‘Neglected’ D’Tigress to shun 2022 World Cup qualifier until demands are met
Posted by News Express | 13 October 2021 | 552 times
By IFEANYI IBEH
The Nigeria women’s basketball team, D’Tigress have expressed disappointment and anger with the way the team has been treated by the Nigeria Basketball Federation (NBBF) and have threatened to boycott the 2022 FIBA World Cup qualifying tournament over the refusal of the NBBF and the Ministry of Youth and Sports Development to meet their demands.
In a video posted on YouTube, the African champions outlined the injustices that have been meted out to them by the NBBF.
The team recently won the FIBA AfroBasket title for the third time in a row and Victoria Macaulay, one of the team’s forwards, wondered why their historic feat has not warranted being invited to Aso Rock, even if it is only for the ceremonial presidential handshake.
“First we want to thank the Nigerian Embassy in Cameroon for celebrating us. We appreciate you more than you know. Other than that, we do not feel appreciated or celebrated after achieving a historical feat,” she said.
“In 2017 we won the AfroBasket championship and three days later we presented it to the father of the nation, President Muhammadu Buhari and his entire cabinet by the former (sports) minister, Hon Solomon Dalung, as customary with a handshake. We have defended our championship and brought back the Cup in 2019 and 2021 but it’s historical but no invitation has been extended to the team to visit Aso Rock or a Presidential handshake,” added the 6’4” forward.
Also, another member of the team, Promise Amukamara, said claims by the Musa Kida-led NBBF that the players are not been owed any monies are “far from the truth.”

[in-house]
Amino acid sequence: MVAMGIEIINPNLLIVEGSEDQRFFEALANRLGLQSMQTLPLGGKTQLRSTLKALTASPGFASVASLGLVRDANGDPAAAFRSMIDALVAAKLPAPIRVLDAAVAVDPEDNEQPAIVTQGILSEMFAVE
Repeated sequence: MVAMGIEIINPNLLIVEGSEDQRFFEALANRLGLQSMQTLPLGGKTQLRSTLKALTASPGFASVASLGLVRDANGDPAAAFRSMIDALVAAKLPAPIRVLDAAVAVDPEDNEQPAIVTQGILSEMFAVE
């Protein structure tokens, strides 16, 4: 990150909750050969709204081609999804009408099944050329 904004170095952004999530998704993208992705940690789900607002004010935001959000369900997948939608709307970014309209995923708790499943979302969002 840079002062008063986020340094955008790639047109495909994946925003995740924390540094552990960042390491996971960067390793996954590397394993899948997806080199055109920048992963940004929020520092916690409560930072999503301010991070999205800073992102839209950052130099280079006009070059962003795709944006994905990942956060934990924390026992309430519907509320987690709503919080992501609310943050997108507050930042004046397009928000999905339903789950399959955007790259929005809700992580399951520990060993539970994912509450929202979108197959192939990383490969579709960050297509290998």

“President of NBBF, Musa Kida said that the federation does not owe any players or officials allowances. This is far from the truth. The last time we checked, our allowances, bonuses, training grants and donations made by banks to players and officials and volunteers still have not been paid,” she said.
On her part, Ezinne Kalu felt the African champions have been marginalized and that all their demands have been left unattended to ever since their former general manager and team manager resigned under cloudy circumstances.
“Ever since our general manager and team manager resigned, we feel like we have been marginalised. I have not seen leadership like this,” she said.
“This one never really showed up for camps or competitions to boost our morale. And we have significant concerns and issues that need to be addressed, which he always gave vague answers as if our concerns are not important to him.
“Musa Kida was not in Cameroon but somehow he showed up in Abuja to take pictures and to raise the trophy again for political gain,” she lamented.
D’Tigress forward-center Ify Ibekwe who was one of the team’s shining lights at both the Tokyo Olympics and the recently concluded FIBA AfroBasket in Cameroon went a step further by opening up on the debt supposedly owed players, officials and volunteers by the NBBF and the country’s sports ministry.
“We are being owed $73,180 by the NBBF, $24,000 by the Ministry of Sports for the 2020 Tokyo Olympics grant and $100,000 from donations from three banks in Nigeria,” Ibekwe stated.
Atonye Nyingifa explained that what has hindered D’Tigress’ chances of performing at international competitions, especially at the Tokyo Olympics where D’Tigress lost all their three group matches despite their good pre-Olympics form.
“There are a lot of things that can be done to increase our chances of success, starting with our travel, our flight, our team uniform, making sure they are standard, two practices a day and not to be able to access medical staff are some of the things we faced during the Olympics.
D’Tigress shooting guard, Sarah Ogoke, wondered why the team has not been to Nigeria for camping or major celebrations in recent years.
“Why has the team not been to Nigeria since 2019,” she queried, before adding. “We are wondering the same thing. We want to go back to Nigeria and for the last two years, we have not been to Nigeria for camps or any celebrations. It is customary that the team goes home for major competitions so that we can have more help.” (The Guardian)